Brandt Snedeker: On Patience

Brandt Snedeker came into the Tour Championship at East Lake Golf Club in Atlanta, with a lot of confidence. And why not? He was No.5 in FedExCup points which put him in the heady air of almost a sure thing: if any of the top 5 players in points win the Tour Championship, they automatically win the the FedExCup and the $10 million that goes with it. It doesn’t matter if one of the other guys ends up with more points; win one you win them both.

So, a really big day on Sunday. Really big. Snedeker is tied for the lead with Justin Rose at 8-under par. All he has to do is win from the front…uh, something he has yet to do in his three PGA Tour victories. He’s only come from behind to catch Saturday night’s leader. And now, he’s that guy.

So what are his chances? No. 1 in points, Rory McIlroy is three strokes back and No.2, Tiger Woods is four back. Neither No. 3, Nick Watney nor No. 4 Phil Mickelson are having a good tournament. So just the two best players in the world stand between Snedeker and his pot of gold. That’s all. Well, them…and himself.

So in his media room session, the media did a good job of flushing out his plan…and as important to us, the details.

Do you have any thoughts for tomorrow?  You’re right there.

Yeah, exactly.  My first goal for this week is achieved, and that is to have a chance going into Sunday.  I think something like 90‑something percent of the PGA Tour winners come from the last two groups, and that’s where I want to be in those last two groups.  So I now get a chance to do that tomorrow, and it should be a lot of fun.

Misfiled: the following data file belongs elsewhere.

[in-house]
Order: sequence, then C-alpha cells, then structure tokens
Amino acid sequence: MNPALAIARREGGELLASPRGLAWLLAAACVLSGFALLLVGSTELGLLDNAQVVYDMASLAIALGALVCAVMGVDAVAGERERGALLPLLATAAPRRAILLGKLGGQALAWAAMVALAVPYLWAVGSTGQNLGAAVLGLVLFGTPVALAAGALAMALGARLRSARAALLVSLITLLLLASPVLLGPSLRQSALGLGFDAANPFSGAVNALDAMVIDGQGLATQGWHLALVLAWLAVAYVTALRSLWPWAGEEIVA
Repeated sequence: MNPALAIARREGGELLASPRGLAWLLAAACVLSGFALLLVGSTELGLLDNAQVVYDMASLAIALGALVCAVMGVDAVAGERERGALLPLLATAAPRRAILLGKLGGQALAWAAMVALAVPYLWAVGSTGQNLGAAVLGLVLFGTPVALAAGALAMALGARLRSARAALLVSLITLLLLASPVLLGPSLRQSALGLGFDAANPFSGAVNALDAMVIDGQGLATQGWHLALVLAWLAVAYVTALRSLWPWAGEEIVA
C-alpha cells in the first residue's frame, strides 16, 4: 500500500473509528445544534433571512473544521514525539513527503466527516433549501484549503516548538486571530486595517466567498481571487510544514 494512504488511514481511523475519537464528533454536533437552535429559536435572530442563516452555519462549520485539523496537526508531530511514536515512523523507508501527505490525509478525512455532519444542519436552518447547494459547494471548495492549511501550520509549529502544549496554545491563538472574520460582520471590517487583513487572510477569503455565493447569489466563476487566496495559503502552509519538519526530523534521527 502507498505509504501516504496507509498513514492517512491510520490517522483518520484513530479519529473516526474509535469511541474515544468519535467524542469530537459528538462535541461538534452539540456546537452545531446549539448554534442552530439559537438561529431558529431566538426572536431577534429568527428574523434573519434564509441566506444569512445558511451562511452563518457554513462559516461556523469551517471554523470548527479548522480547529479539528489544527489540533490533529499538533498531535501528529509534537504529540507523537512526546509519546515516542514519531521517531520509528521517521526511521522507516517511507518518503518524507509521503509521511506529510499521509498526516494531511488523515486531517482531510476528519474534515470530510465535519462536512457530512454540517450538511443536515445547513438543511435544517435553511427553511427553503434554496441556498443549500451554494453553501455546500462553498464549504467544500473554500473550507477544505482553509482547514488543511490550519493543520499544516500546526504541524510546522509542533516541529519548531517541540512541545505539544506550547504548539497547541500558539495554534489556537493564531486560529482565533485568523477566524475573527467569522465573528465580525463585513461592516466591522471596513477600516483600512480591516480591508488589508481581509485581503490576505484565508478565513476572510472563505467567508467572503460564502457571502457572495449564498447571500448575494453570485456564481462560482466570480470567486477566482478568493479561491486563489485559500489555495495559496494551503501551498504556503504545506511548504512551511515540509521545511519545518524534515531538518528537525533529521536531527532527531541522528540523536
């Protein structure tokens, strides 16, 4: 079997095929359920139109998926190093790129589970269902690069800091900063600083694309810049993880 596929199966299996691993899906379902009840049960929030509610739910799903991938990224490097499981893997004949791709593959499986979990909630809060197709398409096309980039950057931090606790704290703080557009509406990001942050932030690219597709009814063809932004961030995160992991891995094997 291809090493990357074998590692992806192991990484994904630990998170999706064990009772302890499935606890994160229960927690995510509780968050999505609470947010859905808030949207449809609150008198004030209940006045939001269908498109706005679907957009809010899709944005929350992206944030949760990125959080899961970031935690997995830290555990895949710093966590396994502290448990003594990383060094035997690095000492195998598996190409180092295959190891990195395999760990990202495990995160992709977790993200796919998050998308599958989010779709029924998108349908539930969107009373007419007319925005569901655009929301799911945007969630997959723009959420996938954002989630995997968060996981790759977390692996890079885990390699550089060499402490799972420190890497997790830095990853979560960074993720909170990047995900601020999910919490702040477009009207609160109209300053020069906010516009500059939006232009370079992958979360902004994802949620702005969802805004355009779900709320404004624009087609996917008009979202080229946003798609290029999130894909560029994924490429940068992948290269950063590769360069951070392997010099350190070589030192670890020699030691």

Brandt, are you at the point in your career where you don’t think about the money, and if so, was there a time when you did, and was it important to get past that?

I think as rookies out here, you always look at that money list when you’re not securing your card, wondering what’s going on.  Now that I’ve been out here for a while, I realize you don’t play for money, otherwise you’ll be 80 to 125 every year on the money list.  You play to win championships and the money comes with that, which is great.  You know, I’m going out there to win a golf tournament tomorrow, and whatever comes of that, is great.

You’ve won this year from behind.  Would it mean more to win from ahead?

Yes, it’s something I’ve not done in my career.  I’ve never had a lead going into Sunday and won.  So that’s kind of the next evolution, the next step in becoming a world class player.  It’s knowing that you can do that, and I need to show that I can do that.

The trick for him here is to make sure that this is the only time he thinks about that. And so in this next question, it was good that he moved away from his overall goal to specific tactics he’ll have to employ while he’s playing; something he can do something about rather than the goal that’s the result of the execution details.

Is this your best round of the year so far?

I think so.  It’s definitely one of my best, for sure, just because it was so tough today.  The wind was so hard to hit the fairways here because the wind seemed like it would move the ball four or five yards one way or the other, and these fairways might be 15 yards wide, so you don’t have a lot of room to play with.